We were able to spend some time in Challenge Mode and expand our city through a variety of historical periods. This mode is a fun new addition because it also gives you targets to meet so that you can continue along and feel like you’re moving forward. The tutorial glosses over the main points, and after that it’s up to you to take the time to expand your city. We began in the ancient world, when life was much simpler. Instead of worrying about pipes, electricity, and traffic, we focused mainly on food. Survival was the key, and to do so we needed to start our village where the food was, by the water or by the hunting grounds. When natural resources started to dwindle, we introduced farming. This set up was a great way of introducing the basic elements for those who may not be familiar with the SimCity series. Once we managed to get our population to 5,000, we moved on to the next era, the medieval times, during which we checked out the open Asia age. When you reach the era’s population goals, you can choose whether you want to move forward with an Asian or European theme. One of SimCity DS’s problems was that there was only one save slot. This time there are two, but there still aren’t enough slots to let you go back and try to play through all of the different ages.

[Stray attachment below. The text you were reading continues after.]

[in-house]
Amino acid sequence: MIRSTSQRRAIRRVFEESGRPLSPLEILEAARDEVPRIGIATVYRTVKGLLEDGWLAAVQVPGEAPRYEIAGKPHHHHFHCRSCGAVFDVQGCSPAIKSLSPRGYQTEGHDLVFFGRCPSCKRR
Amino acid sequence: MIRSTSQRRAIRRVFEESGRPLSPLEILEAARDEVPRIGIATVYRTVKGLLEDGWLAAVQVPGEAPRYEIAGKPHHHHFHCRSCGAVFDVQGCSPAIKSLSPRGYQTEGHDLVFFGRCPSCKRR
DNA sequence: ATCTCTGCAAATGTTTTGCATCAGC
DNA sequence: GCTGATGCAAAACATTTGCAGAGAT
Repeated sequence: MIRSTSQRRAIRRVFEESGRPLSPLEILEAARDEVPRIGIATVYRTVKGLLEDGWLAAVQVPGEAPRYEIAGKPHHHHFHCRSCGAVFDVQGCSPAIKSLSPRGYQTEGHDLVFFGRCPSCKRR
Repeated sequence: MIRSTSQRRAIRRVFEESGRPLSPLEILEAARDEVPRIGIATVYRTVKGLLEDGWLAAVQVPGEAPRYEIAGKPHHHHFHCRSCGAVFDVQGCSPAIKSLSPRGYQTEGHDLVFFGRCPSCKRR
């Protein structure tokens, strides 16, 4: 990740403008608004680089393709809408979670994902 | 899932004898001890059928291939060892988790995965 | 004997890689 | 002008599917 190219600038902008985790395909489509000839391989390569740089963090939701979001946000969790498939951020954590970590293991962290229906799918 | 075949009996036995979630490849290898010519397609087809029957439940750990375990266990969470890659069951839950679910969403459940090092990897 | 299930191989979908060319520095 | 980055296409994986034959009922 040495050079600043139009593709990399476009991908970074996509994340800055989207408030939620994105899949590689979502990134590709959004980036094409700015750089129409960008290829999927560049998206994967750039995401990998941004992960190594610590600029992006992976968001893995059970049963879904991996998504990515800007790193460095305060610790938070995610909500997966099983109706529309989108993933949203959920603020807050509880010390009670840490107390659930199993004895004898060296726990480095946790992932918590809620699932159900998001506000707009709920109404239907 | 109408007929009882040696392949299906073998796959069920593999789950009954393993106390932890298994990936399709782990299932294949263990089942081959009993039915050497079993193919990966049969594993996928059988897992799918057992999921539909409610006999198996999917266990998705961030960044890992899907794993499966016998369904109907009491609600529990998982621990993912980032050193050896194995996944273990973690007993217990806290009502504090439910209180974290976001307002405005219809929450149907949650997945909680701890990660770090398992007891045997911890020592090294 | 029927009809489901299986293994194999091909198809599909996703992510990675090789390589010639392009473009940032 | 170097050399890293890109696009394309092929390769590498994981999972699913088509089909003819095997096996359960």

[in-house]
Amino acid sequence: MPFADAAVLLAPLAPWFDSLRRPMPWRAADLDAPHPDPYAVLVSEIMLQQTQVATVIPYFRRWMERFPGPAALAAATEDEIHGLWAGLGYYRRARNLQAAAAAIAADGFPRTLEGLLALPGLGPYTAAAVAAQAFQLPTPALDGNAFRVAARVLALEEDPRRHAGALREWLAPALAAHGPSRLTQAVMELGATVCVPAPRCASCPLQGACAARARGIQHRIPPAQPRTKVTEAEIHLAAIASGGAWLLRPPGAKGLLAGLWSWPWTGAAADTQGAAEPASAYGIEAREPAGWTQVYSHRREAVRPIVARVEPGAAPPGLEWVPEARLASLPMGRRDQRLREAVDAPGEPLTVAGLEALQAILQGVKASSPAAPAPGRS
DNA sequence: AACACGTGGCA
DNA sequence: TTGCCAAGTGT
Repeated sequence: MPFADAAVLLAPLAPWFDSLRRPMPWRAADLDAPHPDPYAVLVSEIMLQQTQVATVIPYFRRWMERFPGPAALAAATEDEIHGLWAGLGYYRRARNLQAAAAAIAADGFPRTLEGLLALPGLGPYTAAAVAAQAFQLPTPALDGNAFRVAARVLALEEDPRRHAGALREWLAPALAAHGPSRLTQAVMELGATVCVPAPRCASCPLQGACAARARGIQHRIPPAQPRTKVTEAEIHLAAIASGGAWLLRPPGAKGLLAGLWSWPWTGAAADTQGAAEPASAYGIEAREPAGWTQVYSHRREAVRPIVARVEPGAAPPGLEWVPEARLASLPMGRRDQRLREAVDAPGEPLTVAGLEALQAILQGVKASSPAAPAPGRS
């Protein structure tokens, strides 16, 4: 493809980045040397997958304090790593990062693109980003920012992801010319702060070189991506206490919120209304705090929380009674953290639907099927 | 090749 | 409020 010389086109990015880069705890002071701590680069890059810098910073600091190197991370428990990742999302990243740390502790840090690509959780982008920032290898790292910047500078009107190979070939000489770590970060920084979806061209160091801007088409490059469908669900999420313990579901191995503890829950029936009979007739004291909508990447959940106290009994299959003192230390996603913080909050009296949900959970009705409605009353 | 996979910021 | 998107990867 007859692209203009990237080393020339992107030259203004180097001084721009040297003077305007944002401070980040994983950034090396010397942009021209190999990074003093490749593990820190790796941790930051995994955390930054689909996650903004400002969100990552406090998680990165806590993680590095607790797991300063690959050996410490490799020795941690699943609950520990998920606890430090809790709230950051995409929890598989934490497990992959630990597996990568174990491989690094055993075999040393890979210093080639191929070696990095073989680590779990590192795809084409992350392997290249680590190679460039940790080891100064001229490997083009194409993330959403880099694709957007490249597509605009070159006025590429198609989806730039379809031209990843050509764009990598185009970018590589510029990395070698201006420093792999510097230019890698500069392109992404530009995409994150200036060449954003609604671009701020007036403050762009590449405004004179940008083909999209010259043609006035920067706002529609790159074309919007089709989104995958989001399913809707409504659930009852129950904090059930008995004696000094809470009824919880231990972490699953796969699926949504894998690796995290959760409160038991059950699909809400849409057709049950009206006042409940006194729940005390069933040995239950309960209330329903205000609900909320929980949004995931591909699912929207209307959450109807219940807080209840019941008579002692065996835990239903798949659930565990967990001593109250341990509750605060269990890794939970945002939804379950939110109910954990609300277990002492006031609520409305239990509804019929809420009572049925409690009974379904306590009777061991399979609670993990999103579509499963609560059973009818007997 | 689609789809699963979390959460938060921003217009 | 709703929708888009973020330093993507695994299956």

Gamespot – SimCity Creator (DS) Hands On